Activity time: 10 minutes
Materials for Activity
- A copy of the story "The Scratched Diamond"
- A large basket
- Objects related to the story such as gemstones, particularly crystals or gems with etchings on them, a broken item that can still be used, wood with visible knots, pictures of diamonds, or a geode
- A rain stick, or another instrument with a calm sound
- Optional: Box or small table and a decorative cloth cover
- Optional: Fidget basket (see Session 1, Leader Resource 4)
Preparation for Activity
- Place the story-related items and the chime, rain stick, or other sound instrument in the story basket. Place the filled basket in the storytelling area you have designated.
- Read the story a few times and prepare to read or tell it dramatically. You might use different voices to represent the king and the diamond cutter. Plan how you will use items from the story basket as props; you might hold up a crystal and pretend to be the diamond cutter looking at it very carefully to inspect the flaw.
- Optional: To provide a focal point where story-related items can sit while you tell the story, set up a box or table next to your storytelling area and drape it with a decorative cloth.
- Optional: If you have a basket of fidget objects for children who will listen and learn more effectively with something in their hands, make the basket available during this activity. Remind children where it is before you begin the "centering" part of this activity. See Session 1, Leader Resource 4, Fidget Objects for a full description of fidget baskets and guidance for using them.
Description of Activity
Gather participants in a circle in the storytelling area and show them the story basket. Say something like, "Let's see what's in our story basket this week."
Tell the group the items in the story basket will be placed on this table after the children have passed them around the circle. Take the story-related items from the basket, one at a time, and pass them around. Objects that are fragile, or which should not be passed around for any reason, can be held up for all to see and then placed directly on the table.
Name each object and ask a wondering question about each one.
As items come back to you, display them on the table. Remove the sound instrument from the story basket. Tell the children that every time you tell a story, you will first use the instrument to help them get their ears, their minds, and their bodies ready to listen. Invite them to sit comfortably and close their eyes (if they are comfortable doing so). You may tell them that closing their eyes can help them focus just on listening. If someone is unable to close their eyes or sit still, invite them to hold one of the story basket items or an item from the fidget basket. In a calm voice, say:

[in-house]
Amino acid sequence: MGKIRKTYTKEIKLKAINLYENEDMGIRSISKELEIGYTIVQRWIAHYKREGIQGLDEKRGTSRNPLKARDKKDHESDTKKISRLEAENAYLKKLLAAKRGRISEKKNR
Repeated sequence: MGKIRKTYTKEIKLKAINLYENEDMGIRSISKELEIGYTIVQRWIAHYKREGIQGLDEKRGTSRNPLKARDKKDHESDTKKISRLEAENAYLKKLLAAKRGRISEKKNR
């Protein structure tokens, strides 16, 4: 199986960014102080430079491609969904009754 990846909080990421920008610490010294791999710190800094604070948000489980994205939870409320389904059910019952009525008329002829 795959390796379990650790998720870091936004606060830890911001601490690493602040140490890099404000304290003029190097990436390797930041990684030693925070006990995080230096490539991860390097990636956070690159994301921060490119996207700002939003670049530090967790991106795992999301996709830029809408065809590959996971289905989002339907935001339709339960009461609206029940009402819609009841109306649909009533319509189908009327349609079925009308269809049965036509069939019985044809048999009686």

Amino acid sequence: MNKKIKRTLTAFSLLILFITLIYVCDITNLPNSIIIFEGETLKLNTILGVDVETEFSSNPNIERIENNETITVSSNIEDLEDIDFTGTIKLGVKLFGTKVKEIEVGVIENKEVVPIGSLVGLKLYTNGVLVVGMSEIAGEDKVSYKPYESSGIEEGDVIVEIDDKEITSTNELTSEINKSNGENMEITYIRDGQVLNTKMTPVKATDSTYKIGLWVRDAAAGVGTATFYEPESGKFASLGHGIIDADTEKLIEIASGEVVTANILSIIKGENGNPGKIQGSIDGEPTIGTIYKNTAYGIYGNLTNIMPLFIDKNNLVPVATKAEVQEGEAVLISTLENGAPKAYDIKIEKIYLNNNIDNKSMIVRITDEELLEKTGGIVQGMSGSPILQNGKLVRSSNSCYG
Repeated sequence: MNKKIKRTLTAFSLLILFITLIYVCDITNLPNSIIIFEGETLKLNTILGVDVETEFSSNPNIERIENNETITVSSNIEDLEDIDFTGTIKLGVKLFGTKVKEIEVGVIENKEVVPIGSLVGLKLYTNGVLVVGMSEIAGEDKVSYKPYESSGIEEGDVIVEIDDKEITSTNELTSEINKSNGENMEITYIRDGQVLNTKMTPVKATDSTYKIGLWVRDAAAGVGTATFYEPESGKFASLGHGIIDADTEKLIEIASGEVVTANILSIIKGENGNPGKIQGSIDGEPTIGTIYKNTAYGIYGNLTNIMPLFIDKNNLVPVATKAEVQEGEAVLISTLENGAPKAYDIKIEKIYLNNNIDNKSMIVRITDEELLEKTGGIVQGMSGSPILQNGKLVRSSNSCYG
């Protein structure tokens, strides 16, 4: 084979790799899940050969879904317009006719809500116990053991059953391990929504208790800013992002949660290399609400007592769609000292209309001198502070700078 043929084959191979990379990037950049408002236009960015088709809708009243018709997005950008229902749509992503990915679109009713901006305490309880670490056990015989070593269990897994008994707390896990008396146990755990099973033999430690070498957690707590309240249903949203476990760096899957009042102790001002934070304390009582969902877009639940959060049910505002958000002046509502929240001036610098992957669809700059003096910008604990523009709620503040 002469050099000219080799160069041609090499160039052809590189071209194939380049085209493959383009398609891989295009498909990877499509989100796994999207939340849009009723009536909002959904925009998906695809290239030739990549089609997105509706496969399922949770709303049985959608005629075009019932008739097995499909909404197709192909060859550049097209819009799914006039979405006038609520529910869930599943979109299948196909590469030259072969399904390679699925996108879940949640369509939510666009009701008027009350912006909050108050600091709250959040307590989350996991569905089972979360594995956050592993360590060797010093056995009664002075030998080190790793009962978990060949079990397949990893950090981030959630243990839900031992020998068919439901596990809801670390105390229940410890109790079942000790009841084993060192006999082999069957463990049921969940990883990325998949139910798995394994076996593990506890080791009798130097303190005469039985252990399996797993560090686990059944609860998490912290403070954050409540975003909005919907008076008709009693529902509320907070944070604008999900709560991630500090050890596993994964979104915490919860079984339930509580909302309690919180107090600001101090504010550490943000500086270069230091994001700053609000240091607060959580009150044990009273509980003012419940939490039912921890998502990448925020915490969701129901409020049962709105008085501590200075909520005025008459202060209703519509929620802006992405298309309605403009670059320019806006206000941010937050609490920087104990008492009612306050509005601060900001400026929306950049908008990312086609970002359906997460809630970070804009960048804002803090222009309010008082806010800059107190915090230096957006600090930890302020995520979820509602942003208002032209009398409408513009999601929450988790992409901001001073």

As you breathe in, feel your body opening up with air. As you breathe out, feel yourself relaxing.
Repeat this once or twice and then say:
When I hit the chime (turn the rain stick over), listen as carefully as you can. See how long you can hear its sound. When you can no longer hear it, open your eyes and you will know it is time for the story to begin.
Sound the chime or other instrument. When the sound has gone, say, in your own words:
This story is based on one told about 300 years ago by a Jewish teacher, the Maggid of Dubno. He often taught his followers by telling them special stories called parables.
Tell the story "The Scratched Diamond."
Sound the instrument to indicate the story is over. Guide participants in a brief discussion, using the questions below.
NOTE: Children may describe their own anti-social behavior, such as bullying others or refusing to share. If this happens, talk with them about how we can use the human flaws in ourselves to learn to be more loving. For example, you might notice that the child you bullied is sad. This could help you develop empathy. In this way the bullying itself isn't made beautiful but it can be turned into empathy, which is. Or, bullies often have followers. Bullies can learn to be good leaders, leading people to do kind things instead of mean things. Mistakes, failures, or poor choices can all be understood as opportunities to learn.
Process the story with the following questions:
- I wonder if there was a point when the king, the diamond cutter, or someone else in the story felt awe or wonder-like a big "wow" in their heart about something amazing.
- Have you ever had a time when you saw something get changed in a way that made you feel a big "wow" of wonder and awe?
- I wonder what it means to say a person can have scratches like a diamond?
- I wonder how people's scratches could be made beautiful? What are some "scratches" on us? What could they be turned into?
- Have you ever worked really hard to learn a new way to behave or to learn a new skill? Is that awesome?
To conclude, tell the group that Unitarian Universalists believe our own experiences can teach us new ways of seeing the world, new ways to love, and new ways to find beauty.
Including All Participants
Make sure everyone has an opportunity to experience the items in the basket, whether by sight or touch.
You may wish to make fidget objects available to children who find it difficult to sit still while listening to a story or can focus better with sensory stimulation. Remind children where the fidget basket is before you begin the "centering" part of this activity. (For a full description and guidance, see Session 1, Leader Resource 4.)
Consider using rug squares in the storytelling area. Place them in a semi-circle with the rule "One person per square." This can be very helpful for controlling active bodies.